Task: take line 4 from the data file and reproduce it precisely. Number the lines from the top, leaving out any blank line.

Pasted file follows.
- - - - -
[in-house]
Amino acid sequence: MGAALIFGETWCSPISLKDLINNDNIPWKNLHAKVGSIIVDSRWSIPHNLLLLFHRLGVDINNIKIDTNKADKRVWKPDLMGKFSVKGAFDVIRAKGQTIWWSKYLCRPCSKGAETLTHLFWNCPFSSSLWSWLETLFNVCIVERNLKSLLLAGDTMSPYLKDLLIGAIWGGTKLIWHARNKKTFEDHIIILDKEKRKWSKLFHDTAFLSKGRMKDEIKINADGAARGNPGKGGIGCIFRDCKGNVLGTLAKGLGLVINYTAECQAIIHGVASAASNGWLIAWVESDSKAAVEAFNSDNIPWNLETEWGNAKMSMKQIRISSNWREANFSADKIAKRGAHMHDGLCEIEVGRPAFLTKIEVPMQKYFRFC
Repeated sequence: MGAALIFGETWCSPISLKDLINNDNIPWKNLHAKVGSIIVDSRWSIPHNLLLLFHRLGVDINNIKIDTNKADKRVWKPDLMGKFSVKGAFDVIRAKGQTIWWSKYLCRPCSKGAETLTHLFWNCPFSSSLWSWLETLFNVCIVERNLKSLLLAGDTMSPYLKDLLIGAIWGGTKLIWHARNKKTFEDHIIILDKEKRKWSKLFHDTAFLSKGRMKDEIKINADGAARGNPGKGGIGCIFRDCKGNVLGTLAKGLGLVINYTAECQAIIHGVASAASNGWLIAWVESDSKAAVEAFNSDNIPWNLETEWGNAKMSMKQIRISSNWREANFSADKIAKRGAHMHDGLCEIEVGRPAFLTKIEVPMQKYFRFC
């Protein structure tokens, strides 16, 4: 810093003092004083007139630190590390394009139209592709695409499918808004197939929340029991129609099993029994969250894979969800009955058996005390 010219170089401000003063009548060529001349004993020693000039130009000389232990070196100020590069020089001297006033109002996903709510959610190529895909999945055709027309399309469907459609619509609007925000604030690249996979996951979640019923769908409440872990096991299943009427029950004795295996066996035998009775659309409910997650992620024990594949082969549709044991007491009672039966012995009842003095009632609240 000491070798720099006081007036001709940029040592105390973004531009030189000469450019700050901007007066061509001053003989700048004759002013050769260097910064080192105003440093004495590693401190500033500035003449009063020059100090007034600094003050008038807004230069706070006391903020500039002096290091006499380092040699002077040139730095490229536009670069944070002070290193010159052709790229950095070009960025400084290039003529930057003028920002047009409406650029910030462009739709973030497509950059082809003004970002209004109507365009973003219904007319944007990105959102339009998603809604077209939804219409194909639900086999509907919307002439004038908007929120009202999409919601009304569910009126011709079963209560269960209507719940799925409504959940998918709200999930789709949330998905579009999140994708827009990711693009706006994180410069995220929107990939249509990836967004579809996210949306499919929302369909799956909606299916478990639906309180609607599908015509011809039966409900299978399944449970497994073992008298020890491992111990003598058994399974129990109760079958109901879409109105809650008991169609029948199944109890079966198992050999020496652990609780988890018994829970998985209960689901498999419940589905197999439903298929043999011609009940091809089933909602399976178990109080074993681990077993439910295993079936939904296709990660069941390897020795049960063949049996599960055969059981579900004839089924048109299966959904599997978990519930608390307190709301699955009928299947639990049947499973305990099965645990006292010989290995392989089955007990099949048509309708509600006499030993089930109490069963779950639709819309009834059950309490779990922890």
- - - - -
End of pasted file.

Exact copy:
């Protein structure tokens, strides 16, 4: 810093003092004083007139630190590390394009139209592709695409499918808004197939929340029991129609099993029994969250894979969800009955058996005390 010219170089401000003063009548060529001349004993020693000039130009000389232990070196100020590069020089001297006033109002996903709510959610190529895909999945055709027309399309469907459609619509609007925000604030690249996979996951979640019923769908409440872990096991299943009427029950004795295996066996035998009775659309409910997650992620024990594949082969549709044991007491009672039966012995009842003095009632609240 000491070798720099006081007036001709940029040592105390973004531009030189000469450019700050901007007066061509001053003989700048004759002013050769260097910064080192105003440093004495590693401190500033500035003449009063020059100090007034600094003050008038807004230069706070006391903020500039002096290091006499380092040699002077040139730095490229536009670069944070002070290193010159052709790229950095070009960025400084290039003529930057003028920002047009409406650029910030462009739709973030497509950059082809003004970002209004109507365009973003219904007319944007990105959102339009998603809604077209939804219409194909639900086999509907919307002439004038908007929120009202999409919601009304569910009126011709079963209560269960209507719940799925409504959940998918709200999930789709949330998905579009999140994708827009990711693009706006994180410069995220929107990939249509990836967004579809996210949306499919929302369909799956909606299916478990639906309180609607599908015509011809039966409900299978399944449970497994073992008298020890491992111990003598058994399974129990109760079958109901879409109105809650008991169609029948199944109890079966198992050999020496652990609780988890018994829970998985209960689901498999419940589905197999439903298929043999011609009940091809089933909602399976178990109080074993681990077993439910295993079936939904296709990660069941390897020795049960063949049996599960055969059981579900004839089924048109299966959904599997978990519930608390307190709301699955009928299947639990049947499973305990099965645990006292010989290995392989089955007990099949048509309708509600006499030993089930109490069963779950639709819309009834059950309490779990922890």